Wednesday, June 30, 2010

FRIDAY, APRIL 13, 1962:

A new Sacramental Communion given by St. Michael to Conchita in ecstasy at the Pines, on the Feast of St. Hermenegild, a Martyr of the Eucharist honored as the "Clovis" of Spain . . .
[Excerpted from 'Garabandal' Book, page 130]

{clovis: noun
king of the Franks who unified Gaul and established his capital at Paris and founded the Frankish monarchy; his name was rendered as Gallic 'Louis' (466-511)}
Hermenegild, who lived around the year 550, son of King Leovigild of Visigothic Spain, lived in a milieu very similar to ours. The world he knew was infested with the wicked and subtle heresy of Arianism as today we live in a world which has abandoned God and given itself over to the subtleties and vices of Modernism and Liberalism. Many of the stratagems, deceits, confusion and denials of the True Faith were as present in his time as they are in our own. The consequences of the operation of such factors were as disastrous for the poor souls that he knew as they are for our own friends, family, acquaintances and ourselves. Always present was the need to stand firm against the baleful clamour of the outside world in order to save his own soul and the anxious state that any good soul endures when he sees loved ones led astray on the broad road to Hell. Hermenegild did not begin his earthly pilgrimage as a Catholic. For many years he lived outside of the Church, the only Ark of Salvation, while he practiced the heretical rites of Arianism. His zealous Catholic wife, Indegundis, brought about a profound change in the future martyr. He renounced Arianism and in so doing brought upon his head the kingly anger of his wrathful father who called upon him to surrender all the authority and privileges which the prince enjoyed with his brother Reccared. Unfortunate as it is to mention, the newly converted royal did not meekly lay down the material advantages which being the heir to Arian Visigothic Spain had procured for him and he took up arms against his father and brother. By God's Good Providence Heremenegild was successively beaten in battle, betrayed to his enemies and stripped of all the earthly power and pleasure that he had hoped to enjoy along with the spiritual advantages which his conversion had brought him. Hard was that lesson which Our Lord taught him for did Our Saviour Himself not say "You cannot serve both God and Mammon"?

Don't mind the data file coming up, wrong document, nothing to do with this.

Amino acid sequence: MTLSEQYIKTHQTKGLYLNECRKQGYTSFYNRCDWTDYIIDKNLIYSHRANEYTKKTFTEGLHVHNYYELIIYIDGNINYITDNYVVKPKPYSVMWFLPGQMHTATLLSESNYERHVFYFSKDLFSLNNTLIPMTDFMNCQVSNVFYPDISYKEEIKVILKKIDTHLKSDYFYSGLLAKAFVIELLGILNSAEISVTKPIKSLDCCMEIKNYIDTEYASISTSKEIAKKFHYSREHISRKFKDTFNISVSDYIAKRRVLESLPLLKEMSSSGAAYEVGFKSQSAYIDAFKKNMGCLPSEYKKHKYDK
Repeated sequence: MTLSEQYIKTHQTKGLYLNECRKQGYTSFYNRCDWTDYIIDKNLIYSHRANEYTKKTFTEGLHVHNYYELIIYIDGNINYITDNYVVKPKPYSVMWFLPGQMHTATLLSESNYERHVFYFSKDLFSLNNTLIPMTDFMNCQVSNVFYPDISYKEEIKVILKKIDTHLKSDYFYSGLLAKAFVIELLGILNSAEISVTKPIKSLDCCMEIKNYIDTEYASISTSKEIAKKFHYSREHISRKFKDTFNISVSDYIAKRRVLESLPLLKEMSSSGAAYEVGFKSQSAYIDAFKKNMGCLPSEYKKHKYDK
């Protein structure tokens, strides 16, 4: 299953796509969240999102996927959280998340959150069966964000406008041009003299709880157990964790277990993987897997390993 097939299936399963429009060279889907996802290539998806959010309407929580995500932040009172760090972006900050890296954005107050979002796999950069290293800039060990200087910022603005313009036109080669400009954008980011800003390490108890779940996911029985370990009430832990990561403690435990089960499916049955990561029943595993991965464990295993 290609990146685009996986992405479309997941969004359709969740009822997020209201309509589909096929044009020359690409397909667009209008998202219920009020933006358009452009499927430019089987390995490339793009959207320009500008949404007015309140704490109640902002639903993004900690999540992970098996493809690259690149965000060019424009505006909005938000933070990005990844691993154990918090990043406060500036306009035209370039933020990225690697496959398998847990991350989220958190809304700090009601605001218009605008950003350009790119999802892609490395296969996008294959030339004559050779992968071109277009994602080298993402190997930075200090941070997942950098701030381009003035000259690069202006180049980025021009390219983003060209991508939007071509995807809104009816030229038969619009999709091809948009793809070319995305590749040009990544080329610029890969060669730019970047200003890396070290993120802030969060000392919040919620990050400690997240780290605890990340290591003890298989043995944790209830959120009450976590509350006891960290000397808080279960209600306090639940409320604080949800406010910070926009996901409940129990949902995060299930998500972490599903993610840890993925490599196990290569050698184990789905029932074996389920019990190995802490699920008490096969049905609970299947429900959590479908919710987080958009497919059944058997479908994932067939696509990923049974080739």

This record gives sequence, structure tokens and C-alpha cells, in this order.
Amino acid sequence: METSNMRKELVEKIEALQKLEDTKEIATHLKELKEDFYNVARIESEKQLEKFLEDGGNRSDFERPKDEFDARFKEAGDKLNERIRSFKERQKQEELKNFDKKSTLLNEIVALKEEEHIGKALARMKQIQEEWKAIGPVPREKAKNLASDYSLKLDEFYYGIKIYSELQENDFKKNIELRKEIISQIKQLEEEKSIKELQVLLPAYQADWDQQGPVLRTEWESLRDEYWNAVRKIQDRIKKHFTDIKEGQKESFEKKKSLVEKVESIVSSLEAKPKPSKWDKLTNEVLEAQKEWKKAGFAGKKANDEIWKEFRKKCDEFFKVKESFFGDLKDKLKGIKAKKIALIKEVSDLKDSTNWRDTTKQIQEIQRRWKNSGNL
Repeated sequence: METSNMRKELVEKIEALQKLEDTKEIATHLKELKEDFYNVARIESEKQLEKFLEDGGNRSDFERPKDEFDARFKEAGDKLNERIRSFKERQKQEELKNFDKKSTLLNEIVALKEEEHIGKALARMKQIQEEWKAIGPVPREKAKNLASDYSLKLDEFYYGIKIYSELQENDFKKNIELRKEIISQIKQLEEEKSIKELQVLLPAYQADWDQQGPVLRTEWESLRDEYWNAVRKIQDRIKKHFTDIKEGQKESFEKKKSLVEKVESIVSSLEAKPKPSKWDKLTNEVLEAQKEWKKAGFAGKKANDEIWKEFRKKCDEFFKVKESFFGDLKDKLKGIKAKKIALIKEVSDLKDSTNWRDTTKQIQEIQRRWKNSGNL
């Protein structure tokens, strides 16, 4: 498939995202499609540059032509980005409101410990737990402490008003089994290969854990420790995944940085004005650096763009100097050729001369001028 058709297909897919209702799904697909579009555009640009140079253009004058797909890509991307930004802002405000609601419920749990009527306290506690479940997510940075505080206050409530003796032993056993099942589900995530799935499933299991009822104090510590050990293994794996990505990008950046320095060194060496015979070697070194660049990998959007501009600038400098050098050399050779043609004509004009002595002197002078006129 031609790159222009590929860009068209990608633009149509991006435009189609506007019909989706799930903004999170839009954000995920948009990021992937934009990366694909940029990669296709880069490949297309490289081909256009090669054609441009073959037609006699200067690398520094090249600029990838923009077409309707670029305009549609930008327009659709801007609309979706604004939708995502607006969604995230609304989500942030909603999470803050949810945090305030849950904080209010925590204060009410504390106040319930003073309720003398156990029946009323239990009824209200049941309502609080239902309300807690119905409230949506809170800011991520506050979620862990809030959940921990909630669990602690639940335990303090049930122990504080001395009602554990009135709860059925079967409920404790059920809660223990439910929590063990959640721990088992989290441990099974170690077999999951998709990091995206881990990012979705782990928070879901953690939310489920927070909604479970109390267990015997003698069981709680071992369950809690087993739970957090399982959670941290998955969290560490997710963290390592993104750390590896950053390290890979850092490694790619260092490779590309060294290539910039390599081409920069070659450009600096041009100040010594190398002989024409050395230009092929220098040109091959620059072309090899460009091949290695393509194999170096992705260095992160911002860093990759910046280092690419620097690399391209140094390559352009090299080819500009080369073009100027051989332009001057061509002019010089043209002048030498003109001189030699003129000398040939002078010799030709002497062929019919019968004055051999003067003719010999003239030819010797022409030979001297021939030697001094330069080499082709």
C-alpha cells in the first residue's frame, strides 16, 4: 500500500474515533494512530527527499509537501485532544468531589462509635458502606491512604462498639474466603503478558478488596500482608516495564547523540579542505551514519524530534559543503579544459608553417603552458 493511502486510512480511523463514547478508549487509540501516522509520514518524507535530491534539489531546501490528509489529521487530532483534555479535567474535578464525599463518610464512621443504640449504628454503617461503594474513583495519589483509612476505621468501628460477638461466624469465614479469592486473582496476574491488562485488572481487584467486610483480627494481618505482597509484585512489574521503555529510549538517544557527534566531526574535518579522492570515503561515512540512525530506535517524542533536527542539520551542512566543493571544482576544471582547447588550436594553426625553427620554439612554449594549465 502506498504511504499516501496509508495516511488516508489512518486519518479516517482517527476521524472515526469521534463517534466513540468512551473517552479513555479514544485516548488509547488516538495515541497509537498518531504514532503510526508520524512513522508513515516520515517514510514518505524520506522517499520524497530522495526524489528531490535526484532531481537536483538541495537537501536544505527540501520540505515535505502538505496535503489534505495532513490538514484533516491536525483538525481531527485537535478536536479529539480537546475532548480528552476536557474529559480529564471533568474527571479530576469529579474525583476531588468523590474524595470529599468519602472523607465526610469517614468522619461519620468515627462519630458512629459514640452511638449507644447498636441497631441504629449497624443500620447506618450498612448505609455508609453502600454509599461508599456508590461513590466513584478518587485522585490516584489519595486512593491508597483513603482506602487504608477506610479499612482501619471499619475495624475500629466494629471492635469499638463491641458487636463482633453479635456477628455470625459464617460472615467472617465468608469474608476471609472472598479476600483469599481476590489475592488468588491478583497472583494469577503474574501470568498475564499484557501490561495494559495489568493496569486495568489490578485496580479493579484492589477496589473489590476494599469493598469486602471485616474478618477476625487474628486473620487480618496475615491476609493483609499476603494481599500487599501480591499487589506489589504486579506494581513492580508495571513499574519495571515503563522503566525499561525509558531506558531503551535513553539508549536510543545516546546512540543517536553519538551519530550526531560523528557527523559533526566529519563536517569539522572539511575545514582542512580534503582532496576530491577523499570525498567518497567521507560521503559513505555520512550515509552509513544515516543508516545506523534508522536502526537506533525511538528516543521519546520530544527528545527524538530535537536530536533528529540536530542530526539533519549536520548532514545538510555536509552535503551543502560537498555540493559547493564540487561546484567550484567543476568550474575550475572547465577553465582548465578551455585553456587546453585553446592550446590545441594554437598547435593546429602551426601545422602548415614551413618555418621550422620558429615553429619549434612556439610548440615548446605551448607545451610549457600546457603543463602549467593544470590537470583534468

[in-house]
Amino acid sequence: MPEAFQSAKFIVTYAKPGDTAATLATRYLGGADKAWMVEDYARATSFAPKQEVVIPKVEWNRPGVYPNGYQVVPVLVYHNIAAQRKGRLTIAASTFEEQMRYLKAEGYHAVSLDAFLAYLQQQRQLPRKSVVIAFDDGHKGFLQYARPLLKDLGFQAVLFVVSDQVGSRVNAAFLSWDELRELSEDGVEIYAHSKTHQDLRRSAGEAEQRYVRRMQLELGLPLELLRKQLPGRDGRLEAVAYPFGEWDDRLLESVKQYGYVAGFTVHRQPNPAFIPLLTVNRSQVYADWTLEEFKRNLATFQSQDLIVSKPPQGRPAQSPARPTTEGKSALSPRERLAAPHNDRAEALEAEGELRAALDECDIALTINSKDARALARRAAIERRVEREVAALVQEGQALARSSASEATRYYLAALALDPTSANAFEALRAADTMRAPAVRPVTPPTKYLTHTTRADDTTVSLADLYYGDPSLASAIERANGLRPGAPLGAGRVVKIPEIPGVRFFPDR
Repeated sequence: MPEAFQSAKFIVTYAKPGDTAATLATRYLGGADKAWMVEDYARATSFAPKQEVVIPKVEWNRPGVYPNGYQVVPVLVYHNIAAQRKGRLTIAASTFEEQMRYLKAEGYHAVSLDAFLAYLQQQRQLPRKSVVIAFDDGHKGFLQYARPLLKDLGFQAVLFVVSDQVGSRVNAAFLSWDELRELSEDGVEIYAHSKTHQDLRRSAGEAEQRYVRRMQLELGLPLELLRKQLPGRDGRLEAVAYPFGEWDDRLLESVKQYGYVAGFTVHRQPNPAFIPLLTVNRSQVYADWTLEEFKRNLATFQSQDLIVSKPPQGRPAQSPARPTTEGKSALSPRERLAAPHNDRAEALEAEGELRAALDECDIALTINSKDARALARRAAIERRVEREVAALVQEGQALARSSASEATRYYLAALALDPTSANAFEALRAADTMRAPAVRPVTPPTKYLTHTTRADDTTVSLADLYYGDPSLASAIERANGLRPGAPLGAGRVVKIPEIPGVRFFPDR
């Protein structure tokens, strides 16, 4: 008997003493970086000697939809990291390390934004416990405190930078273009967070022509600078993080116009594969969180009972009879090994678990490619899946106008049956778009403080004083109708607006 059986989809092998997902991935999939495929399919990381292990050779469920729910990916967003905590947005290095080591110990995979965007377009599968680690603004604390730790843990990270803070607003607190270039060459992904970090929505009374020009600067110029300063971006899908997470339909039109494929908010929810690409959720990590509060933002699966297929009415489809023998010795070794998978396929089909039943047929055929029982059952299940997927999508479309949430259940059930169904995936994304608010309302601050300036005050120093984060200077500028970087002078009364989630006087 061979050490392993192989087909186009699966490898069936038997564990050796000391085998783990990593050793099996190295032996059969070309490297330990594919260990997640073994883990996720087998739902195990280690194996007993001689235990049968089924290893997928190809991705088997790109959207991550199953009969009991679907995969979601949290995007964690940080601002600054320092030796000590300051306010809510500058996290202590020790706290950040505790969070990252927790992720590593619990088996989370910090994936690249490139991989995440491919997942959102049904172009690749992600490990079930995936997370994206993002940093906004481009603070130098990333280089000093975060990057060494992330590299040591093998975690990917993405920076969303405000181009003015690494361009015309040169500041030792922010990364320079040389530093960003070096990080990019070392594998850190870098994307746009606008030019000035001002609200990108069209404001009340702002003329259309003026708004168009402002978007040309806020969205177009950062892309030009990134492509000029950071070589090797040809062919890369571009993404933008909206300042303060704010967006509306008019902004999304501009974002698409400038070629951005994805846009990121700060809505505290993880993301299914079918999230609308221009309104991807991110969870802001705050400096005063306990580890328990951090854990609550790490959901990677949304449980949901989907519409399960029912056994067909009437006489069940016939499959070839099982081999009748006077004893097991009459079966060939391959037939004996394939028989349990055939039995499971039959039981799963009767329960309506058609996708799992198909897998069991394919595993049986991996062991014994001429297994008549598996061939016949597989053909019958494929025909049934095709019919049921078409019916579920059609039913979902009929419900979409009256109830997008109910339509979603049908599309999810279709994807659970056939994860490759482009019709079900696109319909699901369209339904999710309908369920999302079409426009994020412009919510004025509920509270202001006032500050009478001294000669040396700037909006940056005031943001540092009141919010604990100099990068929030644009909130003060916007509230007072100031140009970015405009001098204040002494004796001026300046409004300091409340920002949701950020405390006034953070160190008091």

Hermenegild was reduced in rank and exercise and this would have been the extent of the royal anger had it not been for Leovigild's second wife who prevailed upon him to have his son imprisoned. In the confines of the dungeon to which he was condemned in 586, Hermenegild learnt the true value of his Faith. Not only did the prisoner accept his fate with a submission totally in contrast with his previous warlike manner but he even imposed upon himself further sufferings such as fasting and wearing a hairshirt. Thus little by little the former prince rose above the petty considerations of his earthly state as the state of his own sanctity rose ever higher. Finally there arrived the hour of temptation, of deliverance and of martyrdom. His father sent to him an Arian Bishop to deliver to him Holy Communion, validly consecrated, but from the hands of an Arian heretic, adding that if his son received Holy Communion thus, he would be raised to all his former privileges. The pounding of the noisy world of men reached Hermenegild but faintly now and he rejected with scorn the apostolic emissary of his father. Enraged Leovigild had him instantly executed. The fruits of Hermenegild's heroic suffering and death were destined to flower under his brother Reccared who brought all of Visigothic Spain back into the bosom of Holy Mother Church when he ascended the throne of his deceased father.

No doubt dear friends of Garabandal, that Our Lady is teaching us to persevere and be strong in the Faith, even in our private lives. How many times are we not tempted to render lip service only to the True Faith and to Tradition and not to expose our unmortified flesh to the ridicule of human respect, in our families, our jobs, and even in our church! Not even in the darkness of his living tomb where the public gaze did not fall would Hermenegild forsake his God who he knew saw all things and always and to whom he would have to render a most exacting account. Are we, dear faithful in Christ, equally willing to say to the secular world and all its errors: "Get thee behind me, Satan" or is our faith a chest of cloaks which we change in accordance with the seasons? Saint Hermenegild pray for us that we may each of us meet the temptations of apostasy with that heroic firmness with which you merited the crown of martyrdom and life eternal.
Deacon John